KCU Research Well-Represented at KCMD Consortium

Jan 17, 2018
Research Consortium

(L-R, Ganesh Thiagarajan, PhD (UMKC); Amy Whitaker, KCU Anatomy Fellow; Barth Wright, PhD, KCU faculty)

KCU researchers joined scientists from three other local medical institutions to present research findings during the Kansas City Musculoskeletal Diseases Consortium (KCMD) on Dec. 15.

KCU, along with The University of Missouri, University of Missouri-Kansas City and University of Kansas Medical Center, created the consortium focused on bone and muscle research. The group formed in 2015 to help local research institutions come together and compete for research dollars.

When it comes to one person or a single institution focused on trying to answer the challenging research questions, KCU Anatomy Professor Barth Wright, PhD, said, “That just doesn’t work anymore.”

“The questions are becoming deeper and more complex because of the technologies,” Dr. Wright added. “You really need collaboration to do something that provides answers to some of these more complex questions.”

The daylong event was hosted at the University of Missouri-Kansas City (UMKC). Jingsong Zhou, KCU professor of Physiology, began the day by discussing her ALS research findings in a presentation titled, "Establishing a role for cell membrane repair in ALS disease progression.” KCU associate professor Abdulbaki Agbas also took part in two presentations; “Trial of Oxaloacetic Acid in ALS” and “TDP43 in ALS Patients.”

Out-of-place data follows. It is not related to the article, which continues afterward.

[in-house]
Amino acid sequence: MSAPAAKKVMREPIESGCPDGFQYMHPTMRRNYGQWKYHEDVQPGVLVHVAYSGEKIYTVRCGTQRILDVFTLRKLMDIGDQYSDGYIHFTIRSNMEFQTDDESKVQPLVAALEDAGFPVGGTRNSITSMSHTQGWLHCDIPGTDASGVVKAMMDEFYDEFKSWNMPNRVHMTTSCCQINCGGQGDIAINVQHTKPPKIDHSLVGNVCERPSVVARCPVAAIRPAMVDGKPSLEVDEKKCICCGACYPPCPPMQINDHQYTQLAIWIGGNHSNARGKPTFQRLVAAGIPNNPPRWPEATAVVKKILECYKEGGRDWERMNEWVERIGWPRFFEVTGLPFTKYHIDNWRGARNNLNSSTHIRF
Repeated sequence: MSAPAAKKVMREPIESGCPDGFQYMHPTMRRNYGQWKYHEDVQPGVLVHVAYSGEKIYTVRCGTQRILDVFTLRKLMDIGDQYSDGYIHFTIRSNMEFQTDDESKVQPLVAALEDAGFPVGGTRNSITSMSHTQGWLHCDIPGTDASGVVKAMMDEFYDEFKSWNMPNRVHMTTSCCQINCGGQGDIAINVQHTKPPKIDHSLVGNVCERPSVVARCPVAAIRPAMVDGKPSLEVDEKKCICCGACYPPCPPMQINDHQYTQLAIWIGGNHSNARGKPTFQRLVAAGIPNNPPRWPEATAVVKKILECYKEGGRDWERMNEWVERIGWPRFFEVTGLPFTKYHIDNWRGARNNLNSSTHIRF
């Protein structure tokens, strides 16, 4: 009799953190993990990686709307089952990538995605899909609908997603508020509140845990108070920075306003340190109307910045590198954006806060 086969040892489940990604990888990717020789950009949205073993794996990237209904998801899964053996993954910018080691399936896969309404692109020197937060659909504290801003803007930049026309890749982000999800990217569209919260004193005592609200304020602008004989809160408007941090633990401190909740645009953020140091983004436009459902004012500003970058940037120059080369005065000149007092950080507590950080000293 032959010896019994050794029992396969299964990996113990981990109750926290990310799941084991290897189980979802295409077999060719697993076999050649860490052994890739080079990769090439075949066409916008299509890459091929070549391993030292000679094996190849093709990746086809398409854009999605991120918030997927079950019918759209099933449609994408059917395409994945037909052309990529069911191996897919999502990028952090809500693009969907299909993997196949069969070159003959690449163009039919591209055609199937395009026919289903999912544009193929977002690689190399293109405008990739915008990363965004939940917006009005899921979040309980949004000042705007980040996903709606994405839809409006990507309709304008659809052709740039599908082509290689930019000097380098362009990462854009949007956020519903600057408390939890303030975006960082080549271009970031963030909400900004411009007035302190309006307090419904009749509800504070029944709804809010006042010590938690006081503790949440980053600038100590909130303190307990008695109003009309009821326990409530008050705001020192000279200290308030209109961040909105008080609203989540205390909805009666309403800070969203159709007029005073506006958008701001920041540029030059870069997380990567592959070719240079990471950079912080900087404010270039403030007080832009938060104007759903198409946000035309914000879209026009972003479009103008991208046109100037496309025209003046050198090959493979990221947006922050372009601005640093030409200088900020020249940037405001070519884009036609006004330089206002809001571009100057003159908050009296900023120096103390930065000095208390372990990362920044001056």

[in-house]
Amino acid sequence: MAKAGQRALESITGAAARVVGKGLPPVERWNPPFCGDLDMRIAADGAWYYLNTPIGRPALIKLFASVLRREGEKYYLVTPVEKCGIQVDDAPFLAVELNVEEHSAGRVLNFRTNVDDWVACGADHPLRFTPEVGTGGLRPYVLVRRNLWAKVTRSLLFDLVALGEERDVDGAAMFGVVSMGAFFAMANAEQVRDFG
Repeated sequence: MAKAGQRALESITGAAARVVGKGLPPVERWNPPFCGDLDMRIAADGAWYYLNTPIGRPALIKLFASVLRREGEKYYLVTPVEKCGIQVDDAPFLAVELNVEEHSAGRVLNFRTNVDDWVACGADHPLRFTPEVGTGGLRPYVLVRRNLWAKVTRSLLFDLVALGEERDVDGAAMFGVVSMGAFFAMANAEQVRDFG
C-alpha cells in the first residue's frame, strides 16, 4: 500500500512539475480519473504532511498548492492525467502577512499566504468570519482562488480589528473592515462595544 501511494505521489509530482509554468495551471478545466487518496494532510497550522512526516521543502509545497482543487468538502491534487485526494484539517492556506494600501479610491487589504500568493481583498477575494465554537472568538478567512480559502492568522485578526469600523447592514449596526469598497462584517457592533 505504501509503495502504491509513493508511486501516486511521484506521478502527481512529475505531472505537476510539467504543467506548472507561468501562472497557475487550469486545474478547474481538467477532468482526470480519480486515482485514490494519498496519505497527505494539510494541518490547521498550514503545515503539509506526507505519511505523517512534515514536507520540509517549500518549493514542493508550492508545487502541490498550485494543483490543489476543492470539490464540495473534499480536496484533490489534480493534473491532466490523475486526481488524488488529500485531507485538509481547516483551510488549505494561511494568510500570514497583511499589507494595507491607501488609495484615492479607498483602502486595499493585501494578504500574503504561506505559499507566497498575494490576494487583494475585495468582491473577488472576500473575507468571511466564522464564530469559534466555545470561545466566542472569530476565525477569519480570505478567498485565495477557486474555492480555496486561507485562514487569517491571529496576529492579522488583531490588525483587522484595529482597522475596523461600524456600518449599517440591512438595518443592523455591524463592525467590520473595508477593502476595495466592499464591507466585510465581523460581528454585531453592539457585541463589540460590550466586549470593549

In an example of collaborations between the institutions, KCU Anatomy Fellow Amy Whitaker and UMKC Civil Engineering Professor Ganesh Thiagarajan, PhD, both took the stage to discuss their research focused on the Anterolateral Ligament in the rotational control of the knee. The ongoing project includes Wright, and KCU alum Matt Daggett, DO, an orthopedic surgeon in Blue Spring, Mo.

“We don’t live in a bubble,” Whitaker said when asked about the importance of collaborating with UMKC. “If we want to do research properly, we need to bring in the people that know the engineering aspect better than we do.”

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